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Xiaoming Zhai, Richard J. Greatbatch, and Jinyu Sheng

Abstract

On the spherical earth, and in the absence of a background flow, the poleward propagation of near-inertial oscillations is restricted by the turning latitude. A background flow, on the other hand, provides a way to increase the apparent frequency of near-inertial waves through Doppler shifting. In this note, it is shown that near-inertial oscillations can be advected to latitudes higher than their turning latitude. Associated with the poleward advection there is a squeezing of the meridional wavelength. A numerical model is used to verify this result. The squeezed inertial oscillations are vulnerable to nonlinear interactions, which could eventually lead to small-scale dissipation and mixing.

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Ping Zhai, Larry J. Pratt, and Amy Bower

Abstract

The west-to-east crossover of boundary currents has been seen in mean circulation schemes from several past models of the Red Sea. This study investigates the mechanisms that produce and control the crossover in an idealized, eddy-resolving numerical model of the Red Sea. The authors also review the observational evidence and derive an analytical estimate for the crossover latitude. The surface buoyancy loss increases northward in the idealized model, and the resultant mean circulation consists of an anticyclonic gyre in the south and a cyclonic gyre in the north. In the midbasin, the northward surface flow crosses from the western boundary to the eastern boundary. Numerical experiments with different parameters indicate that the crossover latitude of the boundary currents changes with f 0, β, and the meridional gradient of surface buoyancy forcing. In the analytical estimate, which is based on quasigeostrophic, β-plane dynamics, the crossover is predicted to lie at the latitude where the net potential vorticity advection (including an eddy component) is zero. Various terms in the potential vorticity budget can be estimated using a buoyancy budget, a thermal wind balance, and a parameterization of baroclinic instability.

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Xiaoming Zhai, Richard J. Greatbatch, Carsten Eden, and Toshiyuki Hibiya

Abstract

Wind-induced near-inertial energy has been believed to be an important source for generating the ocean mixing required to maintain the global meridional overturning circulation. In the present study, the near-inertial energy budget in a realistic model of the North Atlantic Ocean driven by synoptically varying wind forcing is examined. The authors find that nearly 70% of the wind-induced near-inertial energy at the sea surface is lost to turbulent mixing within the top 200 m and, hence, is not available to generate diapycnal mixing at greater depth. Assuming this result can be extended to the global ocean, it is estimated that the wind-induced near-inertial energy available for ocean mixing at depth is, at most, 0.1 TW. This confirms a recent suggestion that the role of wind-induced near-inertial energy in sustaining the global overturning circulation might have been overemphasized.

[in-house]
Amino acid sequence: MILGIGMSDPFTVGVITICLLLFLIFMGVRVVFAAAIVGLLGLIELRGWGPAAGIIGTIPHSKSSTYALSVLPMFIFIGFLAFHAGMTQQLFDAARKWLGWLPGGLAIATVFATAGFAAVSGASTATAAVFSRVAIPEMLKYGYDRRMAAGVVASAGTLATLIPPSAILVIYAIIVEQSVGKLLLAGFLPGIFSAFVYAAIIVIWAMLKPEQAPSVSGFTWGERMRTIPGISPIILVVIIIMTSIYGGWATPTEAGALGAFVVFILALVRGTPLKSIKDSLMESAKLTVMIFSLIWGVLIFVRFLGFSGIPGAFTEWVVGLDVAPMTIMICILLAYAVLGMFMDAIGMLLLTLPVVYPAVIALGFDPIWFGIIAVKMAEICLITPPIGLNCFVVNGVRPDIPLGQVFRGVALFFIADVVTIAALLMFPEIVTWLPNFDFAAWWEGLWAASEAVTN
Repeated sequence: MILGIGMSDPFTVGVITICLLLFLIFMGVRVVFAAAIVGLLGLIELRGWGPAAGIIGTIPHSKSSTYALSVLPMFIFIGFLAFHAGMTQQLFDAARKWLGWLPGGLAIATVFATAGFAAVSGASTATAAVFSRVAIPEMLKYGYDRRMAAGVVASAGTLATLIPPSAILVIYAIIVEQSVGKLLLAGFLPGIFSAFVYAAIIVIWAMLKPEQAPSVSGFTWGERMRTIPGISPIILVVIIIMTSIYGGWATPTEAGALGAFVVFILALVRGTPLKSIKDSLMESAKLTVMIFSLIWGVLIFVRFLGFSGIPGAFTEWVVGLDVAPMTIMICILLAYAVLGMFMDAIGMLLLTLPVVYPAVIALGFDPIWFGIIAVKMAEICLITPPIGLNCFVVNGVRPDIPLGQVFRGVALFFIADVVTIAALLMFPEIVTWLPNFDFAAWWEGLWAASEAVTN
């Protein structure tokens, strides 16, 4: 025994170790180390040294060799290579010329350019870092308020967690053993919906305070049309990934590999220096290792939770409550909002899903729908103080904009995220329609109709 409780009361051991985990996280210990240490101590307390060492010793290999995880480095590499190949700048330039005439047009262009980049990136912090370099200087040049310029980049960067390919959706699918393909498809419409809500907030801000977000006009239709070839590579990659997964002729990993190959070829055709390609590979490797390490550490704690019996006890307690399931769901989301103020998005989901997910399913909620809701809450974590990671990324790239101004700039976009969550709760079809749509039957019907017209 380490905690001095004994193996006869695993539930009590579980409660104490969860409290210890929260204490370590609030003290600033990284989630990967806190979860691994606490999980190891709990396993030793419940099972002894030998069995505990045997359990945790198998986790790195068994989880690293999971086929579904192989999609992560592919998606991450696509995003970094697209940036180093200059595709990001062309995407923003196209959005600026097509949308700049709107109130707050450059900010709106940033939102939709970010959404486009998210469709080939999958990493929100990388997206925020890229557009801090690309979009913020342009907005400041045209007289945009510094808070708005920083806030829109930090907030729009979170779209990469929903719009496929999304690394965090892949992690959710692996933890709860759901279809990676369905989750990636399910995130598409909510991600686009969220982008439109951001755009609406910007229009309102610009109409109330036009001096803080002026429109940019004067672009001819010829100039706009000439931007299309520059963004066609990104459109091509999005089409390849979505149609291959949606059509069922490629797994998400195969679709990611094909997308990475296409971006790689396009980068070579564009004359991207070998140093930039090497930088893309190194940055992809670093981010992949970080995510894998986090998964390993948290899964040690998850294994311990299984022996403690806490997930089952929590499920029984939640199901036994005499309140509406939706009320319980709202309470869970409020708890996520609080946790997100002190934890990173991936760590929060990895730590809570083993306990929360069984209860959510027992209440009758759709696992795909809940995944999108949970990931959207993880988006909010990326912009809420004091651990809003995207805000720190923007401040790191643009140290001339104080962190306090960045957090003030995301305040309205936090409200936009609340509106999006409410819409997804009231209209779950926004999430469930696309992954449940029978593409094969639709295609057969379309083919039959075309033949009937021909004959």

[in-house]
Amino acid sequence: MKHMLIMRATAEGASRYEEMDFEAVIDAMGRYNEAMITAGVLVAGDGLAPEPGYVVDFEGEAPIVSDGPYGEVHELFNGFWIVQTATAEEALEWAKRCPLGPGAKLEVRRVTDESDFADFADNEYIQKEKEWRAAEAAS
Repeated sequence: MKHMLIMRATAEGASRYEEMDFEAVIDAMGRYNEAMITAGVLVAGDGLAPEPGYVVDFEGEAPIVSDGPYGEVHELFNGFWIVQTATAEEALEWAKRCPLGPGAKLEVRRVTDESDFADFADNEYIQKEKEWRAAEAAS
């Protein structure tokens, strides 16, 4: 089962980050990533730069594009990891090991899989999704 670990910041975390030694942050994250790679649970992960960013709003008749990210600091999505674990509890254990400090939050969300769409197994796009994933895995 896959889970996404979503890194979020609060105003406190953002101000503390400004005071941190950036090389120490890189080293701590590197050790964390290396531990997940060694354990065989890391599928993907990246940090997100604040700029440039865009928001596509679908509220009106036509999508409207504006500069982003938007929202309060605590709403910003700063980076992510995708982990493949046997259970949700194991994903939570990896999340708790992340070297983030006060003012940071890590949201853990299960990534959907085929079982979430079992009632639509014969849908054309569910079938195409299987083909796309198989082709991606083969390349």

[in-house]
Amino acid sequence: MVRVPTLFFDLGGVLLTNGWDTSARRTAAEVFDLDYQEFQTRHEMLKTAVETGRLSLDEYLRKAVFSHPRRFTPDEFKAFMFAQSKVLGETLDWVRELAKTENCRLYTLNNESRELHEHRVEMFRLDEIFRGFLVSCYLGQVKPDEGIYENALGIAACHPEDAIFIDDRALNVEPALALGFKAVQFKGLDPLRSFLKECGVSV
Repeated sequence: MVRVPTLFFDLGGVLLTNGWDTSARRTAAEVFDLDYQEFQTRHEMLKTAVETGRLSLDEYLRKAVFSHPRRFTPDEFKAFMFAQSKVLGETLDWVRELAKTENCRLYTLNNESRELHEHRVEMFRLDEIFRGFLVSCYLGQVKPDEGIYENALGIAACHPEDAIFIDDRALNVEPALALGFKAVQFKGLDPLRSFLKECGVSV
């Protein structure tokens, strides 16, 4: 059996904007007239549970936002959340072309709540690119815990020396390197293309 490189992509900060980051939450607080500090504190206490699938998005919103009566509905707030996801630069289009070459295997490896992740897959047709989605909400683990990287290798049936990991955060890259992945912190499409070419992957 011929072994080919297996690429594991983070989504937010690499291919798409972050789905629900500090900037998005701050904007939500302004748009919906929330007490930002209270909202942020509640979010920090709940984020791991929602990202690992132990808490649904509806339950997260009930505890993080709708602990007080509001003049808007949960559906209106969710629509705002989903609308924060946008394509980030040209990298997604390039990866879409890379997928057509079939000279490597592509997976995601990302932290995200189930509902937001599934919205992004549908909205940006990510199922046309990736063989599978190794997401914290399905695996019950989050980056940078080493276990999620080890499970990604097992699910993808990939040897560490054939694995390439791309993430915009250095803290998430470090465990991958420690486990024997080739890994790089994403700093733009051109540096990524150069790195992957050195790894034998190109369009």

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L. Huang, J. Zhai, C. Y. Sun, J. Y. Liu, J. Ning, and G.S. Zhao

Abstract

Land-use changes (LUCs) strongly influence regional climates through both the biogeochemical and biogeophysical processes. However, many studies have ignored the biogeophysical processes, which in some cases can offset the biogeochemical impacts. We integrated the field observations, satellite-retrieved data, and a conceptual land surface energy balance model to provide new evidence to fill our knowledge gap concerning how regional warming or cooling is affected by the three main types of LUCs (afforestation, cropland expansion, and urbanization) in different climate zones of China. According to our analyses, similar LUCs presented varied, even reverse, biogeophysical forcing on local temperatures across different climate regimes. Afforestation in arid and semiarid regions has caused increased net radiation that has typically outweighed increased latent evapotranspiration, thus warming has been the net biogeophysical effect. However, it has resulted in cooling in subtropical zones because the increase in net radiation has been exceeded by the increase in latent evapotranspiration. Cropland expansion has decreased the net radiation more than latent evapotranspiration, which has resulted in biogeophysical cooling in arid and semiarid regions. Conversely, it has caused warming in subtropical zones as a result of increases in net radiation and decreases in latent evapotranspiration. In all climatic regions, the net biogeophysical effects of urbanization have generally resulted in more or less warming because urbanization has led to smaller net radiation decreases than latent evapotranspiration. This study reinforces the need to adjust land-use policies to consider biogeophysical effects across different climate regimes and to adapt to and mitigate climate change.